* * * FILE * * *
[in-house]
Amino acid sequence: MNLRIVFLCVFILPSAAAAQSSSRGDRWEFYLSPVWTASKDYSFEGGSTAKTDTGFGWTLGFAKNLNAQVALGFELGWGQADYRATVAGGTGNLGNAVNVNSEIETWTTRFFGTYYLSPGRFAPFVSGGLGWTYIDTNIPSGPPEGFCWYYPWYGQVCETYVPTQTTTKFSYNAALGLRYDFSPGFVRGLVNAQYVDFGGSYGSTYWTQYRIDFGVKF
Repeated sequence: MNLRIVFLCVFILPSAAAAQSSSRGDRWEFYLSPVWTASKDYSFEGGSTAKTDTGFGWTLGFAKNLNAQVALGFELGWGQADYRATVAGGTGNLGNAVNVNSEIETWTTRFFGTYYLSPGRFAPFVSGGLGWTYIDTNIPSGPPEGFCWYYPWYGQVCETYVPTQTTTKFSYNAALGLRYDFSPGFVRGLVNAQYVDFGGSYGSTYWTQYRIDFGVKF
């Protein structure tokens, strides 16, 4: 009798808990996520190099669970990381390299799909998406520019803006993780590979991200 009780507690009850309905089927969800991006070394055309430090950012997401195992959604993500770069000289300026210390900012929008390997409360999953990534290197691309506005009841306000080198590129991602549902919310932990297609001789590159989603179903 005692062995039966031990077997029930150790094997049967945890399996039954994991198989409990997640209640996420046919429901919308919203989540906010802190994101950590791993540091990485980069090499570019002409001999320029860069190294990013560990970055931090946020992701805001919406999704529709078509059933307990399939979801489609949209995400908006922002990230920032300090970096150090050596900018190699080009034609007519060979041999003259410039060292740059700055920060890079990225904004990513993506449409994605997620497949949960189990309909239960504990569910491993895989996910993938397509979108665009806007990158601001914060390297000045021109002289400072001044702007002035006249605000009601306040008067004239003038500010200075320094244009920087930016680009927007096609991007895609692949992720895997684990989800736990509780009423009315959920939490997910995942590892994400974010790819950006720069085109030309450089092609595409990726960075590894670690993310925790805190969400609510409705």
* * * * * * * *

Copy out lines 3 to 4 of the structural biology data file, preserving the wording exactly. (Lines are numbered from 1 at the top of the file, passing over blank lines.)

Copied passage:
Repeated sequence: MNLRIVFLCVFILPSAAAAQSSSRGDRWEFYLSPVWTASKDYSFEGGSTAKTDTGFGWTLGFAKNLNAQVALGFELGWGQADYRATVAGGTGNLGNAVNVNSEIETWTTRFFGTYYLSPGRFAPFVSGGLGWTYIDTNIPSGPPEGFCWYYPWYGQVCETYVPTQTTTKFSYNAALGLRYDFSPGFVRGLVNAQYVDFGGSYGSTYWTQYRIDFGVKF
């Protein structure tokens, strides 16, 4: 009798808990996520190099669970990381390299799909998406520019803006993780590979991200 009780507690009850309905089927969800991006070394055309430090950012997401195992959604993500770069000289300026210390900012929008390997409360999953990534290197691309506005009841306000080198590129991602549902919310932990297609001789590159989603179903 005692062995039966031990077997029930150790094997049967945890399996039954994991198989409990997640209640996420046919429901919308919203989540906010802190994101950590791993540091990485980069090499570019002409001999320029860069190294990013560990970055931090946020992701805001919406999704529709078509059933307990399939979801489609949209995400908006922002990230920032300090970096150090050596900018190699080009034609007519060979041999003259410039060292740059700055920060890079990225904004990513993506449409994605997620497949949960189990309909239960504990569910491993895989996910993938397509979108665009806007990158601001914060390297000045021109002289400072001044702007002035006249605000009601306040008067004239003038500010200075320094244009920087930016680009927007096609991007895609692949992720895997684990989800736990509780009423009315959920939490997910995942590892994400974010790819950006720069085109030309450089092609595409990726960075590894670690993310925790805190969400609510409705």